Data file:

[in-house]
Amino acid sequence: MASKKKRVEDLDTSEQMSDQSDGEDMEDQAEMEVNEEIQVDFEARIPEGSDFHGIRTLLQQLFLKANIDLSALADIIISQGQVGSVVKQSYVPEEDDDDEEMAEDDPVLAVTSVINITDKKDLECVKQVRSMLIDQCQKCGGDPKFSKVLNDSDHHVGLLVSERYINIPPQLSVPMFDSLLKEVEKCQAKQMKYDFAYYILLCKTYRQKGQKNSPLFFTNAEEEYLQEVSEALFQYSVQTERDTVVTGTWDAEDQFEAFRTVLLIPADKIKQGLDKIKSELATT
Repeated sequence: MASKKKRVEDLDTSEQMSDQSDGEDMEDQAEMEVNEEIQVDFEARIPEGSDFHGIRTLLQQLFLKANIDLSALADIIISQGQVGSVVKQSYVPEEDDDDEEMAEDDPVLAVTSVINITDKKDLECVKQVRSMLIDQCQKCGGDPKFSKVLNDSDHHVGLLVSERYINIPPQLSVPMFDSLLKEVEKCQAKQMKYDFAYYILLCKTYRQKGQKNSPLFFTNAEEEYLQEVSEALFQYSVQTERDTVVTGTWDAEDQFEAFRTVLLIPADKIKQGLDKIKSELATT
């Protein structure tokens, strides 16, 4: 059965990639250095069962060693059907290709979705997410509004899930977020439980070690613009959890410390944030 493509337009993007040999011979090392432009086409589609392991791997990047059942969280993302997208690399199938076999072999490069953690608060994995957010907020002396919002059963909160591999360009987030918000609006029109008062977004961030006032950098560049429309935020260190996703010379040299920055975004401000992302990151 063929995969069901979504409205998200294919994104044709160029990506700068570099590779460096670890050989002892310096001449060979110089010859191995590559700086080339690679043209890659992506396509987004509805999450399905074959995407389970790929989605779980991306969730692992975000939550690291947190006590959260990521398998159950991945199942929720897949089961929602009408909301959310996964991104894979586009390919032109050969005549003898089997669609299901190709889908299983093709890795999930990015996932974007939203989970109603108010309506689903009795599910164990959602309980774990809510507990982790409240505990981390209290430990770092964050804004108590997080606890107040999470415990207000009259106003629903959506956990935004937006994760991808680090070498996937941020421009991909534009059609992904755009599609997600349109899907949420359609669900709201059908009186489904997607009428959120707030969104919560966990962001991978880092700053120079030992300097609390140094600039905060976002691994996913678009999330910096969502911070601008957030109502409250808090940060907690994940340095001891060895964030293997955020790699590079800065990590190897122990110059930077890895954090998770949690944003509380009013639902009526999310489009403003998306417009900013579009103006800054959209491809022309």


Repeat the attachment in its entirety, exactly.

[in-house]
Amino acid sequence: MASKKKRVEDLDTSEQMSDQSDGEDMEDQAEMEVNEEIQVDFEARIPEGSDFHGIRTLLQQLFLKANIDLSALADIIISQGQVGSVVKQSYVPEEDDDDEEMAEDDPVLAVTSVINITDKKDLECVKQVRSMLIDQCQKCGGDPKFSKVLNDSDHHVGLLVSERYINIPPQLSVPMFDSLLKEVEKCQAKQMKYDFAYYILLCKTYRQKGQKNSPLFFTNAEEEYLQEVSEALFQYSVQTERDTVVTGTWDAEDQFEAFRTVLLIPADKIKQGLDKIKSELATT
Repeated sequence: MASKKKRVEDLDTSEQMSDQSDGEDMEDQAEMEVNEEIQVDFEARIPEGSDFHGIRTLLQQLFLKANIDLSALADIIISQGQVGSVVKQSYVPEEDDDDEEMAEDDPVLAVTSVINITDKKDLECVKQVRSMLIDQCQKCGGDPKFSKVLNDSDHHVGLLVSERYINIPPQLSVPMFDSLLKEVEKCQAKQMKYDFAYYILLCKTYRQKGQKNSPLFFTNAEEEYLQEVSEALFQYSVQTERDTVVTGTWDAEDQFEAFRTVLLIPADKIKQGLDKIKSELATT
């Protein structure tokens, strides 16, 4: 059965990639250095069962060693059907290709979705997410509004899930977020439980070690613009959890410390944030 493509337009993007040999011979090392432009086409589609392991791997990047059942969280993302997208690399199938076999072999490069953690608060994995957010907020002396919002059963909160591999360009987030918000609006029109008062977004961030006032950098560049429309935020260190996703010379040299920055975004401000992302990151 063929995969069901979504409205998200294919994104044709160029990506700068570099590779460096670890050989002892310096001449060979110089010859191995590559700086080339690679043209890659992506396509987004509805999450399905074959995407389970790929989605779980991306969730692992975000939550690291947190006590959260990521398998159950991945199942929720897949089961929602009408909301959310996964991104894979586009390919032109050969005549003898089997669609299901190709889908299983093709890795999930990015996932974007939203989970109603108010309506689903009795599910164990959602309980774990809510507990982790409240505990981390209290430990770092964050804004108590997080606890107040999470415990207000009259106003629903959506956990935004937006994760991808680090070498996937941020421009991909534009059609992904755009599609997600349109899907949420359609669900709201059908009186489904997607009428959120707030969104919560966990962001991978880092700053120079030992300097609390140094600039905060976002691994996913678009999330910096969502911070601008957030109502409250808090940060907690994940340095001891060895964030293997955020790699590079800065990590190897122990110059930077890895954090998770949690944003509380009013639902009526999310489009403003998306417009900013579009103006800054959209491809022309």